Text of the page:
The Indian Army is all set to get next month its own amphibious brigade, modelled on the lines of the Indian Navy's marine commandos and specialising in land and marine warfare. Experts see it as a “necessary adjunct” to meet India's security challenges.
"The amphibious brigade of the army has been undergoing training for over a year at Thiruvananthapuram and will be formally launched by the defence minister (AK Antony) next month," a defence ministry official told IANS.
Named the 91 Infantry Brigade, the amphibious force has a strength of 3,000 personnel.
“The soldiers have been drawn from the Sikh, Gorkhas and Madras regiments,” the official added.
"Dedicated ships and aircrafts would be needed to make it (amphibious brigade) fully operational. But it is a good beginning for the augmentation of the maritime security of the country," said Major General (retired) Ashok Mehta.
Amphibious warfare is the utilisation of naval firepower, logistics and strategy to send troops ashore. In the modern era, amphibious warfare persists in the form of commando insertion by fast patrol boats and mini submersibles.
“In modern warfare, an amphibious landing of infantry troops on a beach is the most complex of all military manoeuvres," an army official said.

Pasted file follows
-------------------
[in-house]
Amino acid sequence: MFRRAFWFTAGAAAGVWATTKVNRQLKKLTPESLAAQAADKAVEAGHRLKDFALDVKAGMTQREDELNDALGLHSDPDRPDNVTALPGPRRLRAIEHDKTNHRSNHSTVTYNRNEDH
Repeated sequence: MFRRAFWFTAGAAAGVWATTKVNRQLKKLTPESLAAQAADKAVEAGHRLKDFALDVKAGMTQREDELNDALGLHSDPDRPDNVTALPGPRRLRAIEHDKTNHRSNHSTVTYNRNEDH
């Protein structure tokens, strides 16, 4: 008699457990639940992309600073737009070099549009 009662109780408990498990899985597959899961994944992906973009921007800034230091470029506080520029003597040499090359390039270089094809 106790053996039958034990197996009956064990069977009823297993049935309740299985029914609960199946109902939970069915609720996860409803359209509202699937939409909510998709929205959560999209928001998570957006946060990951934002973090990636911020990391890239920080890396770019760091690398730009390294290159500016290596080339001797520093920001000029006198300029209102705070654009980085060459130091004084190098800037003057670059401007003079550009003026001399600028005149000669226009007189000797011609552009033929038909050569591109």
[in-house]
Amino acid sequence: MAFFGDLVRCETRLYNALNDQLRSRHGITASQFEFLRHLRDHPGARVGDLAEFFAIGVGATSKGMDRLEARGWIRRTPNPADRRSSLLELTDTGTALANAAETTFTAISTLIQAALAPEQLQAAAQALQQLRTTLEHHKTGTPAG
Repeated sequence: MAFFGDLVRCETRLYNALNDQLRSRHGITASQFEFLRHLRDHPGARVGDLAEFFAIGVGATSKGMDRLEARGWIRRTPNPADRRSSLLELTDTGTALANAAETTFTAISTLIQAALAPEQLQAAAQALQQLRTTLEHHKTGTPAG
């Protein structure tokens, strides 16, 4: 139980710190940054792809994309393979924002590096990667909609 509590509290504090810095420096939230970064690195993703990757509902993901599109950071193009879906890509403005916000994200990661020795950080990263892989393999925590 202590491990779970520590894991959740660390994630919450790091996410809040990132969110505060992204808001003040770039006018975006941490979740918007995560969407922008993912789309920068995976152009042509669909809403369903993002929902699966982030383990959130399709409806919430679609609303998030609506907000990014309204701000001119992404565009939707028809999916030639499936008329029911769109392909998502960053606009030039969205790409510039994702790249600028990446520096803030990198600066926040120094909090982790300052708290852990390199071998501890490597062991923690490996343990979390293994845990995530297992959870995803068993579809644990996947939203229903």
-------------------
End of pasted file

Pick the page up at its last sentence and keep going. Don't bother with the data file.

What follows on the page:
"The undertaking requires coordination of numerous military specialities, including air power, naval gunfire, naval transport, logistical planning, specialised equipment, land warfare, tactics and extensive training in the nuances of this manoeuvre for all personnel involved,” the official said.
A well-planned and executed amphibious operation - basically a tri-service operation launched from the sea by carrying soldiers and their weaponry on a ship and affecting a landing on enemy shore - could change the course of a war.
Last year, India unveiled the joint doctrine for its amphibious operations. The doctrine is meant to serve as a guideline on how the armed forces intend to plan and conduct amphibious operations and achieve full synergistic effect of joint combat power.
“In this century this (amphibious) capability is desirable. It is a necessary adjunct to the capability of India seeing the kind of security challenges it has to face,” said strategic analyst Commodore (retired) Uday Bhaskar.
The Indian Army has been augmenting its amphibious capabilities for long. One of the most advanced amphibious warships of the Indian Navy, the INS Shardul, was affiliated to the 5 Armoured Regiment of the Indian Army last year.
Loaded with state-of-the-art equipment, INS Shardul is an amphibious warship capable of transporting personnel and accomplishing all objectives of beaching operations.
The 5 Armoured Regiment holds some of the most potent and advanced tanks in the world. Since 2002, the regiment has been at the cutting edge of the mechanised operations.
“The Indian Army always had a certain degree of amphibious capability. The fact that we are moving to a brigade level is enhancement of one more component of joint combat. For a country like India, what is important is how we are weaving together the technological and component profile,” Bhaskar added.